See also: I do not know what God is
Recently I had a student ask a well thought question. He wanted to know why a body is essential for our growth. “Why do we even need a body? Can’t we learn what the Lord wants us to learn without a physical body?” This question has deep philosophical roots, going back in time to early Christianity. Theologians of long ago grappled with this issue. As Latter-day Saints, our doctrine of the body is rooted in our understanding of the nature of God and our relationship to Him.
God has a body
The God of the Old Testament appeared to the prophets as a man. Jesus, after his resurrection from the dead, appeared to his disciples as a man. “Behold my hands and my feet, that it is I myself: handle me and see; for a spirit hath not flesh and bones, as ye see me have” (Luke 24:39). After the disciples felt the prints of the nails in his hands and feet, as if to further validate what they were witnessing, Jesus ate food in their presence (Luke 24:41-45). We see this same pattern in the Book of Mormon, where the resurrected God of the Old Testament shows his body to those that believe in him. They each have a moment to “thrust their hands into his side, and feel the prints of the nails in his hands and feet; and this they did do, going forth one by one until they had all gone forth, and did see with their eyes and did feel with their hands, and did know of a surety and did bear record, that it was he, of whom it was written by the prophets, that should come” (3 Nephi 11:15).
From the perspective of a Latter-day Saint, the fact that God the Father and Jesus Christ have bodies of flesh and bone is a well documented affirmation (see D&C 130:22-23). This truth is tied into the very framework of the Plan of Salvation. Part of why we came to earth to have this mortal experience was to learn to have our spirits master our physical bodies. God the Father and His Son have literal physical glorified bodies of flesh and bone. We believe that they offer to us all that they have and are; that they desire for us to partake of their glory and live the kind of lives that they live.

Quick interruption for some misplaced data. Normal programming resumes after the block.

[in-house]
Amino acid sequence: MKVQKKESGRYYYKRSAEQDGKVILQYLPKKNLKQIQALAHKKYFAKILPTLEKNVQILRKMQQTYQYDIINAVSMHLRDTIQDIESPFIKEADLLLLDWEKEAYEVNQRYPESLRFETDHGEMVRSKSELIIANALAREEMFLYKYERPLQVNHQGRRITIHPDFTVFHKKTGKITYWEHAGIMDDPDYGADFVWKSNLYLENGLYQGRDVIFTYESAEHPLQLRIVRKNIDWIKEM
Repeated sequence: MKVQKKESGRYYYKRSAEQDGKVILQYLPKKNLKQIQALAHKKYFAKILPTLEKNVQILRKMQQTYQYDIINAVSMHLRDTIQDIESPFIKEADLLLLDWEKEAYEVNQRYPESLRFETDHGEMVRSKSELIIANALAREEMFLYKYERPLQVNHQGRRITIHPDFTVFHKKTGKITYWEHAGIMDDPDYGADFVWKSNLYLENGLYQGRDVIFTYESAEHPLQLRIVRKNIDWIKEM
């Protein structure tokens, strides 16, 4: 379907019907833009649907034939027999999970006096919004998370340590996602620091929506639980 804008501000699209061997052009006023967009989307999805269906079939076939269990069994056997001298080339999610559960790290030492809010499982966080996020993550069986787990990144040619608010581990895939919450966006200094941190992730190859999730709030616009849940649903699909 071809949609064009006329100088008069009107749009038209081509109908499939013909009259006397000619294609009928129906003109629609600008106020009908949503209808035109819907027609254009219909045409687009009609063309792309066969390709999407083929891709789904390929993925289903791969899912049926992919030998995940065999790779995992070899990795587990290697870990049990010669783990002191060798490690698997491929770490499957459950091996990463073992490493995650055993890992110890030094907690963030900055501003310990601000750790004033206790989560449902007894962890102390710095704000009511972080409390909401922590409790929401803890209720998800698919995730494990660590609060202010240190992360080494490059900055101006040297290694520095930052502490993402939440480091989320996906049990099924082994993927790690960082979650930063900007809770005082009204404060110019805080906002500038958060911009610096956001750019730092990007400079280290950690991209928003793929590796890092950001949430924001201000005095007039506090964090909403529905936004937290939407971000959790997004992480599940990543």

How God lost his body
The saints of the early Christian church worshiped a God who has a body, or was corporeal (another term used by scholars is anthropomorphic). One evidence of this reality comes to us from the argument of Celsus, an anti-Christian pagan philosopher of the second century (around 178 A.D.):
The Christians say that God has hands, a mouth, and a voice; they are always proclaiming that “God said this” or “God spoke.” “The heavens declare the works of his hands,” they say. I can only comment that such a God is no god at all, for God has neither hands, mouth, nor voice, nor any characteristics of which we know. And they say that God made man in his own image, failing to realize that God is not at all like a man, nor vice versa; God resembles no form known to us. They say that God has form, namely the form of the Logos, who became flesh in Jesus Christ. But we know that God is without shape, without color. They say that God moved above the waters he created- be we know that it is contrary to the nature of God to move. Their absurd doctrines even contain reference to God walking about in the garden he created for man; and they speak of him being angry, jealous, moved to repentance, sorry, sleepy- in short, as being in every respect more a man than a God. They have not read Plato, who teaches us in the Republic that God (the Good) does not even participate in being. 1
This is the real issue. The problem with these ignorant Christians of the early church is that they have been reading their scriptures and not the writings of Plato! If they had, they would understand that God does not have a body or passions. The God of the philosophers is “underivable,” “unnamable”; he “cannot be reached by reason.”